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Scientific Marvel- First 3-D Colour X-Ray for diagnosing Diseases


Scientific Marvel- First 3-D Colour X-Ray for diagnosing Diseases

Scientists in New Zealand have performed the first-ever 3-D, color X-ray on a human with a technology that proposes to improve the field of medical diagnostics.

Europe’s CERN physics lab, a European Organization for Nuclear Research has developed a  new device that works like a camera, collecting individual sub-atomic particles as they rapidly collide with pixels when its shutter is open.

Xrays were actually an accidental discovery, made by physicist Wilhelm Röntgen back in 1895. However, the medical establishment was quick to pick up on its potential and by the early 1900s, hospitals around the first-world were routinely using X-Ray technology. By 1930, “X-ray machines were central to hospital diagnosis,” radiology departments were being opened worldwide and specific training for radiologists and technicians had begun.

The device for Colour X-Ray, named “Medipix,” works like a camera detecting and counting individual sub-atomic particles as they collide with pixels while its shutter is open and allows for high-contrast, high-resolution pictures to be produced at a quick rate.This allows for high-resolution, high-contrast pictures.

“This color X-ray imaging technique could produce clearer and more accurate pictures and help doctors give their patients more accurate diagnoses,” said a CERN statement.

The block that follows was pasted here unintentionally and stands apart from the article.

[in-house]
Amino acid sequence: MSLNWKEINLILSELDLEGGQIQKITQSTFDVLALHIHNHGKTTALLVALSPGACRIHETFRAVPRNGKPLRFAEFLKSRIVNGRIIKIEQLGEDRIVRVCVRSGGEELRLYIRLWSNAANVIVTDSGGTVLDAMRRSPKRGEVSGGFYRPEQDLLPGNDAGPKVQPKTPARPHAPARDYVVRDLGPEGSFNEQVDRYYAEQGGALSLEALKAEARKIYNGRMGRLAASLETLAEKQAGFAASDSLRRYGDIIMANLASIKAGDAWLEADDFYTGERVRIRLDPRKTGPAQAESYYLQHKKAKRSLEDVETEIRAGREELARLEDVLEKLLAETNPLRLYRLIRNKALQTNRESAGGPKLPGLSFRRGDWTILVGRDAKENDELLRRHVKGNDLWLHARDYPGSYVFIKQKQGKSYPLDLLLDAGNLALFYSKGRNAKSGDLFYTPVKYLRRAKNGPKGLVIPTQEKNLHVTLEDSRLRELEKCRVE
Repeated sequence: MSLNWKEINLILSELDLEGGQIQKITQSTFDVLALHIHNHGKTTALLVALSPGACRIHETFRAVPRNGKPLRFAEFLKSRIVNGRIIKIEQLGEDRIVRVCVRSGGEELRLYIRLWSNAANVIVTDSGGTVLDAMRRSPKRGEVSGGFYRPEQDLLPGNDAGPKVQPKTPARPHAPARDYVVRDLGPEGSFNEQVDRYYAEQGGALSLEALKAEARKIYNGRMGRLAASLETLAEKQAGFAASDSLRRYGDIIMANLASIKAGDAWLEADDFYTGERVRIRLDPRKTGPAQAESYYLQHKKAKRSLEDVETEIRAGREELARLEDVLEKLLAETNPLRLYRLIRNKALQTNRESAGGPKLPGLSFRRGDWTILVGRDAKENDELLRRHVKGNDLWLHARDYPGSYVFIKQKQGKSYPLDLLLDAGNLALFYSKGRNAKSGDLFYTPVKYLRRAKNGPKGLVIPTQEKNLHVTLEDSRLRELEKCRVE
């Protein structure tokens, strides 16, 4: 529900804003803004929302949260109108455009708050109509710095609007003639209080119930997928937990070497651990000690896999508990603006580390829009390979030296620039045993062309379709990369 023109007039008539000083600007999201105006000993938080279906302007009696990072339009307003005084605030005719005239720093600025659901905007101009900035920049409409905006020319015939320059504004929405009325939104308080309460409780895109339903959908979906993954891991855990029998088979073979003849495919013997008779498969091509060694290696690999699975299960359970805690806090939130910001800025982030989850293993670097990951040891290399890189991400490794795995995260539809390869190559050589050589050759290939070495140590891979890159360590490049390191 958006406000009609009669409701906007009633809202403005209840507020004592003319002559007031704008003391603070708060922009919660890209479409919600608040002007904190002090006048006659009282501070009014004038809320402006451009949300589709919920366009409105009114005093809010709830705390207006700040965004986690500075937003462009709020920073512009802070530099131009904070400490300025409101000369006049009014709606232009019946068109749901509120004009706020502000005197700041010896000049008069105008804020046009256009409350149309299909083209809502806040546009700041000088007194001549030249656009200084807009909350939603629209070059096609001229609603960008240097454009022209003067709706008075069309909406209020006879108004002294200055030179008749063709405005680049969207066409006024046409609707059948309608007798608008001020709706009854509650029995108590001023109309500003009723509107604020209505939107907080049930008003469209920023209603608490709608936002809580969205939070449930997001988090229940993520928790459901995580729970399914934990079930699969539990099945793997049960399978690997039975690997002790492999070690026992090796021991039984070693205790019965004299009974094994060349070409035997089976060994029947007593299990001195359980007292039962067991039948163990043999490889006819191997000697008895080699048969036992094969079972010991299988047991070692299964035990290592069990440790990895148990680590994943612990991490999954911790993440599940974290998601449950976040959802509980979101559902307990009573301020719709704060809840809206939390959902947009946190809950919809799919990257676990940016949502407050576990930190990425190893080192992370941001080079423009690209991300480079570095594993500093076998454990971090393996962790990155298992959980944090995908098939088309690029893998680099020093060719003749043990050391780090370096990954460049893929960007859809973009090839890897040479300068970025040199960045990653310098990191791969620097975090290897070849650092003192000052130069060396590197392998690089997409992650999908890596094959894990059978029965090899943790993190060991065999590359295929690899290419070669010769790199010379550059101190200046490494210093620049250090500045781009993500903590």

The technology is unique because it has the capability to show practitioners the difference between bone, muscle, and cartilage in real time. This can help doctors locate the exact positioning and size of cancerous tumors, thereby helping them to improve the quality of physical operation.

The machine’s “small pixels and accurate energy resolution meant that this new imaging tool is able to get images that no other imaging tool can achieve,” said developer Phil Butler of the University of Canterbury.

The technology is being promoted by New Zealand company MARS Bioimaging, linked to the universities of Otago and Canterbury which helped develop it. Professors Phil and Anthony Butler from Canterbury and Otago Universities spent a decade building and refining their product.


Source: With inputs from Press Release

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